Filmmakers @ Barnard: Dee Wisne

Emily Supple

My beloved suitemate and friend, Dee Wisne, has been making films forever. Even though she came to Barnard having no idea of what she wanted to study but knowing, as many of us do, that she wanted to make an impact in the world in a positive way, film soon became the obvious choice. It was a comment of a film professor in Wisne’s first year that made her fully shift her academic focus from American Studies to Film.

Dee Wisne, ‘19

Dee Wisne, ‘19

“During class, my professor said, “Did you know that only 5% of film directors are women?” I thought, What? For some reason, I had never connected the dots between gender and film studies and I realized that I could marry my interest of social good with film,” said Wisne, BC ‘19.

Since then, Wisne has directed and produced a number of films, including Distractions, her film thesis, and Cook Out, a short horror film inspired by Get Out. Wisne also co-authored a non-fiction podcast last semester entitled, Pretty, Angry, which attempts to make radical feminist issues accessible to the average middle American. Wisne acquired her inspiration for and first knowledge of film and photography from her dad, who she watched pour over family vacation footage and edit for hours on end as a child. These days, Wisne favors movies that “combine a poetic style and message with entertainment.” For these reasons, Wisne praises Spotlight and The Big Short for finding that rare balance. In terms of documentary films, she admires Michael Moore and The Representation Project. While Wisne does not find The Representation Project’s Miss Representation documentary to be outstanding from a filmmaking standpoint, she really connects with its message.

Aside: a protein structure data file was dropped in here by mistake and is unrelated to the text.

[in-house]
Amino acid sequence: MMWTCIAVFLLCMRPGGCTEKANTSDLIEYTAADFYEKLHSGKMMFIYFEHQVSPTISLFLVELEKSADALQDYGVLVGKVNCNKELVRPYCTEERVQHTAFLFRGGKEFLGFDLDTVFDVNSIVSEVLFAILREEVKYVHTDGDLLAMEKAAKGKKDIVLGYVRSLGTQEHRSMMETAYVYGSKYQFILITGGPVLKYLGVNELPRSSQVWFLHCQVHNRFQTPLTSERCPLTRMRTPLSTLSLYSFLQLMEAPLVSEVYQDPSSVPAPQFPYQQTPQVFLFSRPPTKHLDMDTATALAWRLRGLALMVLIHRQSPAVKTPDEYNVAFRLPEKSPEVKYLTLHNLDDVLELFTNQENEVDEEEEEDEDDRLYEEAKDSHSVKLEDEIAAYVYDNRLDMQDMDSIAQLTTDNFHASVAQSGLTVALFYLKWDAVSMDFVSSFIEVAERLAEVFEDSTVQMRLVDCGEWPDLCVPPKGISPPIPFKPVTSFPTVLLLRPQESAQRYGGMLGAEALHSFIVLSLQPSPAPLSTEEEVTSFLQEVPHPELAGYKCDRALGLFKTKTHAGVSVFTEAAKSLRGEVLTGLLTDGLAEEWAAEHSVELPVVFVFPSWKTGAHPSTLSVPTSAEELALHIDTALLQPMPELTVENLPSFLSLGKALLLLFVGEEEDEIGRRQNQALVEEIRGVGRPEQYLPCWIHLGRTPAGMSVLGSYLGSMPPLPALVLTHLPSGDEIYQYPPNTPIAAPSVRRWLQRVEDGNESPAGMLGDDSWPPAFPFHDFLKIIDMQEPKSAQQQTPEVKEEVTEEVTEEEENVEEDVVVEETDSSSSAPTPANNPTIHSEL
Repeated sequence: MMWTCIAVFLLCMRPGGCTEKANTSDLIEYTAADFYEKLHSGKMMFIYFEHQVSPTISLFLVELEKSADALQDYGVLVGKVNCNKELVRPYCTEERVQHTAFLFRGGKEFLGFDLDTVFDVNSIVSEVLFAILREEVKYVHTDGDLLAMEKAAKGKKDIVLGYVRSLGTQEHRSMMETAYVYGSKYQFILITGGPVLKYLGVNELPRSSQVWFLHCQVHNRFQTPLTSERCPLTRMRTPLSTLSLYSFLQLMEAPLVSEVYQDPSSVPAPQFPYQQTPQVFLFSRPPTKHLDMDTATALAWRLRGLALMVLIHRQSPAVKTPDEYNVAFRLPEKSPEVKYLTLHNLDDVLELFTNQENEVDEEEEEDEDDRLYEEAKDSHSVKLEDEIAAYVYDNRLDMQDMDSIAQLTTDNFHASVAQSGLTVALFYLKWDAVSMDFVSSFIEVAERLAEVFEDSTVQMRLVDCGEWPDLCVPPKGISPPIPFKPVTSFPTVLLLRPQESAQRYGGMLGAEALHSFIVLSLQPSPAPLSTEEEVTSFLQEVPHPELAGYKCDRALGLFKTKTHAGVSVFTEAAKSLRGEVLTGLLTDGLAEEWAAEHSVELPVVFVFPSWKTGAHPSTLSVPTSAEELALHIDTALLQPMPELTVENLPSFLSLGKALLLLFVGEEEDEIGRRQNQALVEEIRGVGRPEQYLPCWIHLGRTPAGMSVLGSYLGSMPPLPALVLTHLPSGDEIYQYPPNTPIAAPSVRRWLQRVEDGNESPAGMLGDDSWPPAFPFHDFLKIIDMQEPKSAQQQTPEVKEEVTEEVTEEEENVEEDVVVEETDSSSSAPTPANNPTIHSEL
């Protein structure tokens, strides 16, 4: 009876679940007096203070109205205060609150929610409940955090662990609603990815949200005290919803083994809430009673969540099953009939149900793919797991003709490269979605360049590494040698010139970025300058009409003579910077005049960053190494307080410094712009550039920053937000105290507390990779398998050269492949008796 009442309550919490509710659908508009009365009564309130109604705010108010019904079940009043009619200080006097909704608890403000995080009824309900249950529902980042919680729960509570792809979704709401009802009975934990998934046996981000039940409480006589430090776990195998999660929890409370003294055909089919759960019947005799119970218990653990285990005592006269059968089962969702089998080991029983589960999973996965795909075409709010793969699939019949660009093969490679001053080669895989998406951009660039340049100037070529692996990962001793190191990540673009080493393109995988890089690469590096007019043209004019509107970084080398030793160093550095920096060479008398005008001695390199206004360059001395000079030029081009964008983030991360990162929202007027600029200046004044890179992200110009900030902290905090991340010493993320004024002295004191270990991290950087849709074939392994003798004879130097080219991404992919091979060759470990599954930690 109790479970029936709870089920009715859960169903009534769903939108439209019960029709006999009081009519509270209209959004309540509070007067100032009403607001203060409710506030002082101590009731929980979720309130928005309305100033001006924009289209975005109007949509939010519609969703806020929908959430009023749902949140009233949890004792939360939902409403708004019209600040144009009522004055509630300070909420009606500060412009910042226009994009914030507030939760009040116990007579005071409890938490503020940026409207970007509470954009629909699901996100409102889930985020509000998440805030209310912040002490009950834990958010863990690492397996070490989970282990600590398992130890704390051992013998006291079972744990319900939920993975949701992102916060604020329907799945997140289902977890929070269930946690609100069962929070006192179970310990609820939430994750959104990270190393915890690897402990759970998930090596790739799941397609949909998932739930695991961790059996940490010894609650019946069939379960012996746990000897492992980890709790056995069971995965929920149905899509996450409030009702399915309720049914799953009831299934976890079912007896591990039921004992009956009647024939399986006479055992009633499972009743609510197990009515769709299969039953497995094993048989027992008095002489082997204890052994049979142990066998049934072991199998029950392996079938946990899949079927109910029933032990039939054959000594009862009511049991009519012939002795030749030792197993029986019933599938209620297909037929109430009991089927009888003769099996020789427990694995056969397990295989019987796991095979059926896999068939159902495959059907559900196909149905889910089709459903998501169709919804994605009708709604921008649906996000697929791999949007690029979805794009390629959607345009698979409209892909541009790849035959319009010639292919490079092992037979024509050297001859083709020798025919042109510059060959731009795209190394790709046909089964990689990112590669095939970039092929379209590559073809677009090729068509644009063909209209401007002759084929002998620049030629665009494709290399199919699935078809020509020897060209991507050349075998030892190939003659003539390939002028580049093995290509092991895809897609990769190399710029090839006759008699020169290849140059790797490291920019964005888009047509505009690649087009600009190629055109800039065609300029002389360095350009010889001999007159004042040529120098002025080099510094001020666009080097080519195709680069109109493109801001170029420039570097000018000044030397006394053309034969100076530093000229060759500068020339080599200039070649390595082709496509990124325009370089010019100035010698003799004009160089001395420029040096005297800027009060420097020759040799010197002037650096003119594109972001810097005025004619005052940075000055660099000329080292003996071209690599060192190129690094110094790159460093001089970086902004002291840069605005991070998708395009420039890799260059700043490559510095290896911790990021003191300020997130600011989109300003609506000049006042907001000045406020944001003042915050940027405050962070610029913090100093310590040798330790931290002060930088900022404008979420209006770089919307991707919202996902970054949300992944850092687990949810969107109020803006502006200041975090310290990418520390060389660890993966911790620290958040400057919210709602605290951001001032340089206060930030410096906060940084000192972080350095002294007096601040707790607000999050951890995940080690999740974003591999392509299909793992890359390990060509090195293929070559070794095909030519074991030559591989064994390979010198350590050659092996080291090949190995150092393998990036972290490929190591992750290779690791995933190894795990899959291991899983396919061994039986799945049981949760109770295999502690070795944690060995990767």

“The main theme is all about how women are represented in the media and how it affects the female experience. That is the kind of stuff that I really want to be making,” said Wisne.

As a graduating senior, Wisne has spent her due time searching for any and all film production courses offered every semester, taking screenwriting and film history seminars, learning the ins and outs of IMATS, and, overall, finding her voice. Wisne recommends that any underclassmen interested in film should take advantage of the array of courses offered at Barnard and Columbia. Her favorite ones have included Screenwriting with Ben Philippe at Barnard as the material is topical and the classroom format is discussion-based as well as Professor Annette Insdorf’s course at Columbia, Cinema History: 1960-1990, as she gained the skill of writing a fifteen-page paper on a single scene. Overall, Wisne advises that aspiring film majors, filmmakers, and producers, take production courses, utilize IMATS, befriend other film students, start making films with their iMovie on the iPhone, and just take chances and try. Thus, Wisne said, “I think IMATS is really an untapped resource for a lot of people. This is one of the largest perks of being a student here and I will miss it so much when I graduate. So take advantage of it while you have it!”

Additionally, Wisne warns underclassmen of the common onslaught of imposter syndrome in creative majors, such as film. Wisne recounts that “I’m still trying to get in the headspace where realize, Oh, I could actually do this for a living and pursue making a feature documentary.” However, Wisne acknowledges that aside from receiving positive feedback from trusted mentors and peers, the best way to circumvent feelings of inadequacy at a school where the average student is exceptional is to humanize those around you.

As President of Barnard’s female empowerment club, WinkMe, and as a Health Educator for Peer Health Exchange, it comes as no surprise that Wisne desires to become a documentary film producer who travels the world shedding light on marginalized voices and stories. Perhaps she will follow her most recent idea of creating a documentary about the various ways different cultures and religions celebrate or suppress death. While Wisne continues to find her path in filmmaking, we should all feel assured that she will do great things to make the future of the film industry representative.